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What is Amlou?

Some varieties of amlou use honey as a sweetener.
Argan oil is derived from the fruit of the native Moroccan Argan tree.
Honey is a common ingredient in amlou.
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  • Written By: Mary McMahon
  • Edited By: Bronwyn Harris
  • Last Modified Date: 08 April 2014
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Amlou is a chunky paste which some people have compared to tahini or peanut butter. It is made with argan oil, almonds or peanuts, and sometimes honey or sugar. The food is popular among the Berbers, native to the region of Morocco which produces argan oil, and it has been adopted by some surrounding cultures as well. Amlou can be difficult to obtain outside of Morocco, due to limited demand, and is best sought out in African specialty stores, which may be able to order amlou if they do not stock it.

Argan oil is an extremely important export of Morocco. It comes from the argan tree, a gnarled tree which flourishes in the arid and difficult conditions of Morocco. The tree yields drupes, seeds covered in a thick fleshy coating which must be removed before they can be cracked and pressed for argan oil. The oil has both culinary and cosmetic uses, since it is rich in vitamins and minerals. Taken straight, argan oil has a nutty aroma and flavor which reminds some people of hazelnuts.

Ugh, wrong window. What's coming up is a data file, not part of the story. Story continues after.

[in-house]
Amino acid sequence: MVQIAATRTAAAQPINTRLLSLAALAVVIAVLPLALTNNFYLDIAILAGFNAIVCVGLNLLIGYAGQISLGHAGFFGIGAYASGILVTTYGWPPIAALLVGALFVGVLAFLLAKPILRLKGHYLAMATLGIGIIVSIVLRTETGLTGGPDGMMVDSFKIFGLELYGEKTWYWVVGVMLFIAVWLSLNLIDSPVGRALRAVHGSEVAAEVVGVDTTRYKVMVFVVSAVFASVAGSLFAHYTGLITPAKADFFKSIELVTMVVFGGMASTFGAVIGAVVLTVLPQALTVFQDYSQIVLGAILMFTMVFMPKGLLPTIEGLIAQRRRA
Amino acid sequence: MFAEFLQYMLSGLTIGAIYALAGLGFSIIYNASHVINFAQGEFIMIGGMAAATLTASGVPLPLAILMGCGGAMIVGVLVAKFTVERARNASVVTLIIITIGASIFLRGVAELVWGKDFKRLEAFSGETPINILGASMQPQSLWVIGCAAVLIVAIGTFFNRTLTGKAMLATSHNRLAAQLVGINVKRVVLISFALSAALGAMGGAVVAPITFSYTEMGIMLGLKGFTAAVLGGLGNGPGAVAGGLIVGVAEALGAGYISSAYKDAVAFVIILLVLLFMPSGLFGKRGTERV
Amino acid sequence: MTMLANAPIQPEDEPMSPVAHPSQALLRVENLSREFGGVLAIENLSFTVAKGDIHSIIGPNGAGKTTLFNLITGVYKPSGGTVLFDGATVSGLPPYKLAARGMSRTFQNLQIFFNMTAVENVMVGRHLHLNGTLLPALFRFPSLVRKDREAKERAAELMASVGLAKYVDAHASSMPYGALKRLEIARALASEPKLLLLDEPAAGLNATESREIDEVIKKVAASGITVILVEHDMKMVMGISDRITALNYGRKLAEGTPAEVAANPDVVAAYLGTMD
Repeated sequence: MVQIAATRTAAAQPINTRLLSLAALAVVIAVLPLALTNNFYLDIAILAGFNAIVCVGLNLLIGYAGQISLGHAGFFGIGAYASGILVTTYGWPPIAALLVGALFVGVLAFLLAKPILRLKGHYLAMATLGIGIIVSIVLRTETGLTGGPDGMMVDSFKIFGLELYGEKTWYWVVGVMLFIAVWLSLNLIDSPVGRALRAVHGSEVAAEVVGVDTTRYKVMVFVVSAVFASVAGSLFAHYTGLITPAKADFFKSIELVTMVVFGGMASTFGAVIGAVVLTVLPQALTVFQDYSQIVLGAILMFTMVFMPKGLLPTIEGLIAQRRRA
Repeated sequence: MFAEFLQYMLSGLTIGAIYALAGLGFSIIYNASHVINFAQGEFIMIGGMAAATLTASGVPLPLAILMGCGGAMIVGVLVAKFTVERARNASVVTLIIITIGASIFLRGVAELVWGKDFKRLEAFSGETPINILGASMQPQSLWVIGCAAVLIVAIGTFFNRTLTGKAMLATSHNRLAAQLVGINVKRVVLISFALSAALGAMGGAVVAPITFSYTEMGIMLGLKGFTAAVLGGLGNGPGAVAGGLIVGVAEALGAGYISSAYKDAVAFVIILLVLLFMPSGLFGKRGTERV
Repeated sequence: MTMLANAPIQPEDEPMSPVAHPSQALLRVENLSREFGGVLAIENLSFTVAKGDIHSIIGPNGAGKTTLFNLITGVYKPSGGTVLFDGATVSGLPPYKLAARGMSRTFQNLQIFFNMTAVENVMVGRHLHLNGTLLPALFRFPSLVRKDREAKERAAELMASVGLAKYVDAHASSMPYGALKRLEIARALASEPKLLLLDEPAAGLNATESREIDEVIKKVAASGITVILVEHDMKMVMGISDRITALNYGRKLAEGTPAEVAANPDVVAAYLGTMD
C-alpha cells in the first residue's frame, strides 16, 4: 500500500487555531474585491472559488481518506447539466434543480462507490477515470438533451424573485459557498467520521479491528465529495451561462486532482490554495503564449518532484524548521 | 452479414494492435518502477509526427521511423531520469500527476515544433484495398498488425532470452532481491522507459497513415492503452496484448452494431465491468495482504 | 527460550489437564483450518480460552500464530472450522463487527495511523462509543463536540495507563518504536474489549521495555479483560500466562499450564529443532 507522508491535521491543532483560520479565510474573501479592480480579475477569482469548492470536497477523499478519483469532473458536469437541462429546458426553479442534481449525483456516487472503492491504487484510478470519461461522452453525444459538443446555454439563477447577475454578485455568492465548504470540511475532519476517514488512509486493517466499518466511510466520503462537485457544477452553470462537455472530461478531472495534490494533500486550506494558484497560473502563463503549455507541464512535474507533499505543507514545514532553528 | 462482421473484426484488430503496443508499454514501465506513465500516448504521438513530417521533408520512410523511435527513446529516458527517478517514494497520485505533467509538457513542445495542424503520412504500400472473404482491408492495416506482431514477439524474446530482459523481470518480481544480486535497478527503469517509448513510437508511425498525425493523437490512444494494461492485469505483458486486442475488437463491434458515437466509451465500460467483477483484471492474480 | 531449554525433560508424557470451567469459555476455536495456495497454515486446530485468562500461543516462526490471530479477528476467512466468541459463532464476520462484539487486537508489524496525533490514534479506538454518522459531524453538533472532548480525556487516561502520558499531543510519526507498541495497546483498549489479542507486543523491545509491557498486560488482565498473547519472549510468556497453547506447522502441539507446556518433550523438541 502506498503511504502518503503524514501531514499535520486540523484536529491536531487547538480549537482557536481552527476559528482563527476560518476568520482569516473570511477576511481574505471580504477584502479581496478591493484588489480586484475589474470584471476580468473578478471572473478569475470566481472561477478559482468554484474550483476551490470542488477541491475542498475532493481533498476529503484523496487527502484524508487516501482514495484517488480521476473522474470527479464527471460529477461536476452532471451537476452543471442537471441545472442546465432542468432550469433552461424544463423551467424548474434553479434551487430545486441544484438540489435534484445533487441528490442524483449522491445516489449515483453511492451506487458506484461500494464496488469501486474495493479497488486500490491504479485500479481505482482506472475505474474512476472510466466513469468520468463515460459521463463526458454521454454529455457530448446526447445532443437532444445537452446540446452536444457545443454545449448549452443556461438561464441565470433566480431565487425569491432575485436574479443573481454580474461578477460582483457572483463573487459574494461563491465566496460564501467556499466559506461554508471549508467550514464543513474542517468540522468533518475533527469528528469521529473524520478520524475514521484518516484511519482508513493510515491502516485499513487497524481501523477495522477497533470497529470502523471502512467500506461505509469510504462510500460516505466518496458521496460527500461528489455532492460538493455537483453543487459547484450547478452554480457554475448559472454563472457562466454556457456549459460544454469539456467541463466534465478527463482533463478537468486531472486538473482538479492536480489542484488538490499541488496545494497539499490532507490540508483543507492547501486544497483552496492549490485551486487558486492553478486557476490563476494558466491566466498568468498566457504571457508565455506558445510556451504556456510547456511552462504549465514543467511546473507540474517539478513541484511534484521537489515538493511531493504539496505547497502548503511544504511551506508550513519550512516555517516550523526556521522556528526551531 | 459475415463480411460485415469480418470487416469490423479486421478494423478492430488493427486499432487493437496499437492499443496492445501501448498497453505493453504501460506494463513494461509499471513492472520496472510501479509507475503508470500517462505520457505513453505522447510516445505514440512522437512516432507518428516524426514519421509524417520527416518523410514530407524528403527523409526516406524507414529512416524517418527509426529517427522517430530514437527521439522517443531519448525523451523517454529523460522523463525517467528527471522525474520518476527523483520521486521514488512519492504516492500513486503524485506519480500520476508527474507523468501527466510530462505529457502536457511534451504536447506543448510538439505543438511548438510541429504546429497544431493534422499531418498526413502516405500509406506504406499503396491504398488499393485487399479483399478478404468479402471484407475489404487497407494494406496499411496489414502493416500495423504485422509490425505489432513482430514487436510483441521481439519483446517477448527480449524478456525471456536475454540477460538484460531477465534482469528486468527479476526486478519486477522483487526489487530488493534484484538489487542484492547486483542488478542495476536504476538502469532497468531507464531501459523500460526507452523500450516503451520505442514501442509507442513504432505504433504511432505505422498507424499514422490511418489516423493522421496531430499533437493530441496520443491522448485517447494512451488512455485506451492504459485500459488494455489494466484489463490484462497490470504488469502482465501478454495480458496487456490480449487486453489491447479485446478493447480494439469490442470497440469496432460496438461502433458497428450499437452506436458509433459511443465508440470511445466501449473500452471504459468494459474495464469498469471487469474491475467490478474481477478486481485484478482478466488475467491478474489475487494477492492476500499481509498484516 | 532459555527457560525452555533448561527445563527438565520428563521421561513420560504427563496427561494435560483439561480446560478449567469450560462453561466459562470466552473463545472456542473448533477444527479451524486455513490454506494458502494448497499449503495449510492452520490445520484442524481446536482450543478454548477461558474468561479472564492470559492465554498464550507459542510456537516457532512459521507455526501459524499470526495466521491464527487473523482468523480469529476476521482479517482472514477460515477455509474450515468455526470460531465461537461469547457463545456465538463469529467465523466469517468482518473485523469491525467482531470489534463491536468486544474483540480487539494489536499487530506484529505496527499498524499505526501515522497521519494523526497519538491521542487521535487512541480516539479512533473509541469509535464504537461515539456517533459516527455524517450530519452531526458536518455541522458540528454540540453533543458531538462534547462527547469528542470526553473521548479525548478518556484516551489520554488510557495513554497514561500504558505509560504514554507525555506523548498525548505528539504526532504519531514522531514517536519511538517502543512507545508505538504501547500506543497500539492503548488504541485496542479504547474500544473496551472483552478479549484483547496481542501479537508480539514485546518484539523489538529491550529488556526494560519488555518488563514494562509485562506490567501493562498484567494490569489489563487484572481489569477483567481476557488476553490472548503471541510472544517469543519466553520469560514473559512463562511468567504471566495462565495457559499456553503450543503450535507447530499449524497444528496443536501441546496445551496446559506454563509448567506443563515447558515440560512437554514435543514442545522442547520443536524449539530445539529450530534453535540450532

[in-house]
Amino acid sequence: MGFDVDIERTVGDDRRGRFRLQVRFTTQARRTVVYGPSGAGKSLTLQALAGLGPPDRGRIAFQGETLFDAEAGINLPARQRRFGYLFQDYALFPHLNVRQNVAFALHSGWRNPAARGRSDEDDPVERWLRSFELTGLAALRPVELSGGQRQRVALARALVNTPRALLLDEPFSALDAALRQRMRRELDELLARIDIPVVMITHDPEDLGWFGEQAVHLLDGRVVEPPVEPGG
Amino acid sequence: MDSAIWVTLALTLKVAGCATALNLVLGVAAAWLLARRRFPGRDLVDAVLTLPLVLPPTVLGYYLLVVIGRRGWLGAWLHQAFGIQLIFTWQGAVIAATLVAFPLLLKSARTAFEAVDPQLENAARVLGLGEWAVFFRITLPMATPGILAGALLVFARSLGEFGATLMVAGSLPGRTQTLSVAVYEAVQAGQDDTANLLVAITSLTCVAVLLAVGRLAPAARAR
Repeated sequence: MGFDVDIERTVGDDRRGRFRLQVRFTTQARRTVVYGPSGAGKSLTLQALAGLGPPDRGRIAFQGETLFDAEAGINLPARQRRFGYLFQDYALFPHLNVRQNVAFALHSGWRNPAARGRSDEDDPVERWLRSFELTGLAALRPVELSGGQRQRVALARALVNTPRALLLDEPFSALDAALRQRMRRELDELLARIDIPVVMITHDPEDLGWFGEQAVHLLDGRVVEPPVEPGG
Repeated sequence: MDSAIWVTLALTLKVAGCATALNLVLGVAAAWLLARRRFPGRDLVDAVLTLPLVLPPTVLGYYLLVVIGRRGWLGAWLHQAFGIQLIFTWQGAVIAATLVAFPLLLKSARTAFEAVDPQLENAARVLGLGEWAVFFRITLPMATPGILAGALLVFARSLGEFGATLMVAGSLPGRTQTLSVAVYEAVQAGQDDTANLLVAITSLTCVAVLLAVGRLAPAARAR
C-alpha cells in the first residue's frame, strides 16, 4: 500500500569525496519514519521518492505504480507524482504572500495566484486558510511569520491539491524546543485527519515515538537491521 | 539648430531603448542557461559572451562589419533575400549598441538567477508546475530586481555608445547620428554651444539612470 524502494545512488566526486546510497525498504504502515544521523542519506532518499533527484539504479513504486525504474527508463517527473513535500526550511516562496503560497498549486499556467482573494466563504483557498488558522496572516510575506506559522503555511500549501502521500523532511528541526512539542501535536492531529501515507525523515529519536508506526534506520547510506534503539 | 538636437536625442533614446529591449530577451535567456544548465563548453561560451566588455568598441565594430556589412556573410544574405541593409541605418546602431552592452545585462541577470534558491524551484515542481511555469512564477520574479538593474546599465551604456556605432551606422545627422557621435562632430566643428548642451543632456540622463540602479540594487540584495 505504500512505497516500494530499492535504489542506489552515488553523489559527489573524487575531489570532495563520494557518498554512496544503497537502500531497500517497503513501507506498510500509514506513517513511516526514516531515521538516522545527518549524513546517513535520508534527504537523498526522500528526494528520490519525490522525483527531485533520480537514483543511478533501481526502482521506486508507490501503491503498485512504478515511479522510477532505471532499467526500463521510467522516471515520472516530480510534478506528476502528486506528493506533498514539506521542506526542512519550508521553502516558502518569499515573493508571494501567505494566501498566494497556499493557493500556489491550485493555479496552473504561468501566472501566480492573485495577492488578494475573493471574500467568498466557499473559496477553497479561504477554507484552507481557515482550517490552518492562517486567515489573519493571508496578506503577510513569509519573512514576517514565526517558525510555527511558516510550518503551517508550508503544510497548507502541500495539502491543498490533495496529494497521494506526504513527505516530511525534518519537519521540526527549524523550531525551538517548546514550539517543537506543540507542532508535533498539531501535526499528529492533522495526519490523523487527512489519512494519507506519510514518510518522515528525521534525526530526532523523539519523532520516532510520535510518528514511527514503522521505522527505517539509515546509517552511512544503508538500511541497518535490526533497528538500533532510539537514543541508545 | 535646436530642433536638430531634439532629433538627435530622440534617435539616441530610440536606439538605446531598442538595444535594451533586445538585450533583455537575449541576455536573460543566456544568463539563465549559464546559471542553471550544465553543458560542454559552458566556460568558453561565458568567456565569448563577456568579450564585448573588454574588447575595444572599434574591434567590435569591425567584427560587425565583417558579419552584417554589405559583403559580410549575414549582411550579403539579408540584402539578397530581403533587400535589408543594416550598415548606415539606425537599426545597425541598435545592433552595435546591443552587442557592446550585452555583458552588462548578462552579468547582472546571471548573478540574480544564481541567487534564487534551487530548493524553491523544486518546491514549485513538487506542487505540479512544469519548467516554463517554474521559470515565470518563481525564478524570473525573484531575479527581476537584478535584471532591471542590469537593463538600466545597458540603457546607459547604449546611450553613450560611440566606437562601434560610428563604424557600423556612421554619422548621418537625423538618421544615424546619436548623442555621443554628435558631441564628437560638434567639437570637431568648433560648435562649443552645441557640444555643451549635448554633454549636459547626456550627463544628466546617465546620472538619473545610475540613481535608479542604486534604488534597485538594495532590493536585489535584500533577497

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To make amlou, nuts such as almonds are ground with argan oil to make a nut butter. Amlou is often deliberately left chunky, so the nut butter is not ground completely. In some regions, the amlou is sweetened, usually with the addition of honey. After it is made, amlou is tightly capped in containers which should be stored in a cool dry place until use. Once opened, amlou does not need to be refrigerated unless the weather is extremely warm.

Amlou can be made at home, if argan oil is available. Cooks should seek out food grade argan oil, as cosmetic argan oil sometimes have stabilizers in it which may be harmful to consume. The almonds should be toasted before being poured into a blender or mortar and ground slowly with the argan oil, with honey drizzled in as the mixture is ground, if desired. For a more traditional amlou, stop before the nuts have become an evenly texture paste, or continue grinding to make a creamy and distinctive nut butter.

The classic use of amlou is as a spread for bread or crackers, just like peanut butter. It may also be offered as a dip. Some Berbers use amlou in baking, especially sweetened amlou, with the argan oil adding a unique flavor to the familiar Middle Eastern combination of almonds and honey. Amlou is also excellent in crepes, and it can be used in the same way Nutella spread would.

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